NCSC launches public sector internet protection service
Protective Domain Name System service is aimed at keeping public authority employees away from internet sources of malware
The National Cyber Security Centre (NCSC) has launched the UK Public Sector DNS service with the aim of ensuring organisations’ employees do not stumble on malicious internet domains.
Ian Levy, technical director of the NCSC, said it has now gone live and encouraged public authorities to sign up to the service as soon as possible.
It replaces the existing Public Services Network (PSN) DNS service, has been built by Nominet, the registry for internet domains ending in .uk, and is free for public authorities to use.
The Protective DNS is configured not to resolve any look-ups for internet domains that are known to be sources of malware. Instead it provides a block page with the reason the look-up was blocked, or an error message saying the IP address does not exist.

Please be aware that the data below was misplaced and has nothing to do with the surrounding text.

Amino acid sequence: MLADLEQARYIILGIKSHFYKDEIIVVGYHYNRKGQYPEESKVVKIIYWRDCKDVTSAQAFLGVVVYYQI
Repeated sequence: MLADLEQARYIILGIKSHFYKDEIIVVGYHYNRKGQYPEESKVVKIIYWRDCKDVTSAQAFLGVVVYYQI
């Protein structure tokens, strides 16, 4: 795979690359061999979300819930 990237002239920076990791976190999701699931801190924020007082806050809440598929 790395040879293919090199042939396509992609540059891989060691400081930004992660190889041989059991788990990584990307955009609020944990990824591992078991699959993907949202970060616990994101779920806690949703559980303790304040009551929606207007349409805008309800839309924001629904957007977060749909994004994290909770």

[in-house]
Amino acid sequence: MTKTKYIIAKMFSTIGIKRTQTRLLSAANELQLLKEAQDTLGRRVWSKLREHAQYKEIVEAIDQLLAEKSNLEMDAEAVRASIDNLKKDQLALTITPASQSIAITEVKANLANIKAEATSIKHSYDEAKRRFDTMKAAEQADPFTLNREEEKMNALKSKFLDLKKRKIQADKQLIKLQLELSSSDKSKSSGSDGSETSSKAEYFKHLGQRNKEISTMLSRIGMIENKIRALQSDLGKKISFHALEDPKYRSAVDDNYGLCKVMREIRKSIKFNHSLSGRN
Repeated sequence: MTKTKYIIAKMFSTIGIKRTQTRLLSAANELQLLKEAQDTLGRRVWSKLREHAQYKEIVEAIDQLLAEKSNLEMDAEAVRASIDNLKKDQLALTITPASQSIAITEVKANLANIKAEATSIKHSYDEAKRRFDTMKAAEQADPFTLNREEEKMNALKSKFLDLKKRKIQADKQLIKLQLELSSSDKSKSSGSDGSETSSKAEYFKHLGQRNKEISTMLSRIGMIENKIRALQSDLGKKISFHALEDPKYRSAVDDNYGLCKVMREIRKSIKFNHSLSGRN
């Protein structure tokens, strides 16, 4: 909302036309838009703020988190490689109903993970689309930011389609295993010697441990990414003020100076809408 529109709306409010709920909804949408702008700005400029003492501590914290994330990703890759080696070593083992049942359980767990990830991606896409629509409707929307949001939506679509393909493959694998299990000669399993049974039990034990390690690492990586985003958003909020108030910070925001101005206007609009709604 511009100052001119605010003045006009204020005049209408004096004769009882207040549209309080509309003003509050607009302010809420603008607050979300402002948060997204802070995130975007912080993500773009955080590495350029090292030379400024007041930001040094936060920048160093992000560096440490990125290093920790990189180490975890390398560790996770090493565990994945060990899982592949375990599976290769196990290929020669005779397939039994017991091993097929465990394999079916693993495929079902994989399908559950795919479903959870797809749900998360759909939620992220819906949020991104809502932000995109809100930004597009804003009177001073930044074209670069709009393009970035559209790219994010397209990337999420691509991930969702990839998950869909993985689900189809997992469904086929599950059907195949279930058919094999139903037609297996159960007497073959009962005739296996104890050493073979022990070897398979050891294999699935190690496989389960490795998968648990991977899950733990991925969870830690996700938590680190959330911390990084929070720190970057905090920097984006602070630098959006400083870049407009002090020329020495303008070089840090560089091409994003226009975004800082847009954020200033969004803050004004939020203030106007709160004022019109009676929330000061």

Levy said that 44 organisations are already using the new service, which has provided 264,954 blocks of which 8,466 were unique per-customer per-day, and 3,312 were truly unique.
He added that the service has been designed as part of the National Cyber Security Strategy, and that the cabinet secretary recently wrote to all of Whitehall’s permanent secretaries saying their departments should use the protective services developed by the NCSC.
Home Office support
Matt Philpott, director of infrastructure and platforms at the Home Office, expressed his support for the Protective DNS. “The Home Office already includes an extensive array of security controls to protect our services, but the Public Sector DNS service provides an additional level of protection and monitoring for the Home Office which is free of charge,” he said.
“Using this service means we have an additional method to detect and block attempts to access malicious websites which may not be otherwise be known by commercial protection products.”
Plans for the service were announced in November of last year. It appears to have developed more slowly than was originally planned, with the launch coming four months after the initial target date of April.
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